The board of a charitable organization that has paid staff should ensure that the positions of chief staff officer, board chair, and board treasurer are held by separate individuals. Organizations without paid staff should ensure that the positions of board chair and treasurer are held by separate individuals.
Concentrating authority for the organization’s governance and management practices in one or two people removes valuable checks and balances that help ensure that conflicts of interest and other personal concerns do not take precedence over the best interests of the organization. Some state laws require that the offices of president and treasurer be held by different individuals. Both the board chair and the treasurer should be independent of the chief staff executive to provide appropriate oversight of the executive’s performance and to make fair and impartial judgments concerning the executive’s compensation.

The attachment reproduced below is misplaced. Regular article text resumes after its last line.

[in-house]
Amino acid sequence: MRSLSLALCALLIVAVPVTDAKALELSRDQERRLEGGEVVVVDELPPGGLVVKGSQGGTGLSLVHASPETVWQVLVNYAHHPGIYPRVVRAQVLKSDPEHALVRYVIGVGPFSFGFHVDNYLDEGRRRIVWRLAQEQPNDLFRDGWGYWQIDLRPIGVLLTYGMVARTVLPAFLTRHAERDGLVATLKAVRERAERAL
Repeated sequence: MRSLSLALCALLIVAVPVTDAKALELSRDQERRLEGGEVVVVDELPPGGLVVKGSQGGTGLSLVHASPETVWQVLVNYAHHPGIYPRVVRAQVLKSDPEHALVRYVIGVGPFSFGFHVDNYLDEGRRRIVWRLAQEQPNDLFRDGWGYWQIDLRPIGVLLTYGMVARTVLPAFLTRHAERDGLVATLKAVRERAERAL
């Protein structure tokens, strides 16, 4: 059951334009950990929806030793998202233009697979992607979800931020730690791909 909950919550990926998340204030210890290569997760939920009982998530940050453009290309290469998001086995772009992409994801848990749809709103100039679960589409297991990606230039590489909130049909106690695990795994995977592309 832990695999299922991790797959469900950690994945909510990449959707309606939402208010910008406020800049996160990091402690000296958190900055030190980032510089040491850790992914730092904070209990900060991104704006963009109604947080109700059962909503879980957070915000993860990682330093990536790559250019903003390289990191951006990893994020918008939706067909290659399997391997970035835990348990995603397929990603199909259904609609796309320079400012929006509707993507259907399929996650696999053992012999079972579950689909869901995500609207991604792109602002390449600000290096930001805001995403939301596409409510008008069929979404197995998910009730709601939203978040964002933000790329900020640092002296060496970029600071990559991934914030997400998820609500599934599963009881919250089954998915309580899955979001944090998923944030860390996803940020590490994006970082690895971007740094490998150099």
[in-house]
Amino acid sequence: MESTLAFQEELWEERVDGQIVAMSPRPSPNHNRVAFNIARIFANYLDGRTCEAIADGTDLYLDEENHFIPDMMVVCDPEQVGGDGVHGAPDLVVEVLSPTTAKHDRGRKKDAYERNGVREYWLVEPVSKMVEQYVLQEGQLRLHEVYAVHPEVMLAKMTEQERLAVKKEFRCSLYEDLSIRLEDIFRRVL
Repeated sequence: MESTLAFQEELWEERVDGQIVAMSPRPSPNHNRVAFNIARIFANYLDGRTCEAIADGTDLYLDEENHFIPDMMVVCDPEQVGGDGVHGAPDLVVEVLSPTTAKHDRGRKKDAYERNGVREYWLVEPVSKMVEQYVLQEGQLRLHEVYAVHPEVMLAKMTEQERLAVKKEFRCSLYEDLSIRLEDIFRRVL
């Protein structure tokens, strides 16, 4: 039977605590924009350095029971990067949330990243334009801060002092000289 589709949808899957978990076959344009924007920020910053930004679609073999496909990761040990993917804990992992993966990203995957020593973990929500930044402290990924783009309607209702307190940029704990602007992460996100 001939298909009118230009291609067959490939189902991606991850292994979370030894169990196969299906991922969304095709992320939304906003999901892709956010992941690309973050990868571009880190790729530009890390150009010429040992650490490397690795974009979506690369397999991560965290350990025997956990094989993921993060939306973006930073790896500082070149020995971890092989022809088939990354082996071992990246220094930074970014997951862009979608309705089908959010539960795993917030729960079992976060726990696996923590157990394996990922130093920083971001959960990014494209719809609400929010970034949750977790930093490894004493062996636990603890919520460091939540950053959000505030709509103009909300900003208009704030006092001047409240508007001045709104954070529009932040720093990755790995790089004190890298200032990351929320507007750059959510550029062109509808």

When a board’s membership deems it is in the best interests of their charitable organization to have the chief executive officer serve as its chair, they should appoint another board member (sometimes referred to as the “lead director”) to handle issues that require a separation of duties, such as facilitating an executive session of the board to review key governance matters or to review the responsibilities, performance, or compensation of the chief executive. The board should also consult with legal counsel regarding any state or local laws prohibiting one individual from serving in both roles.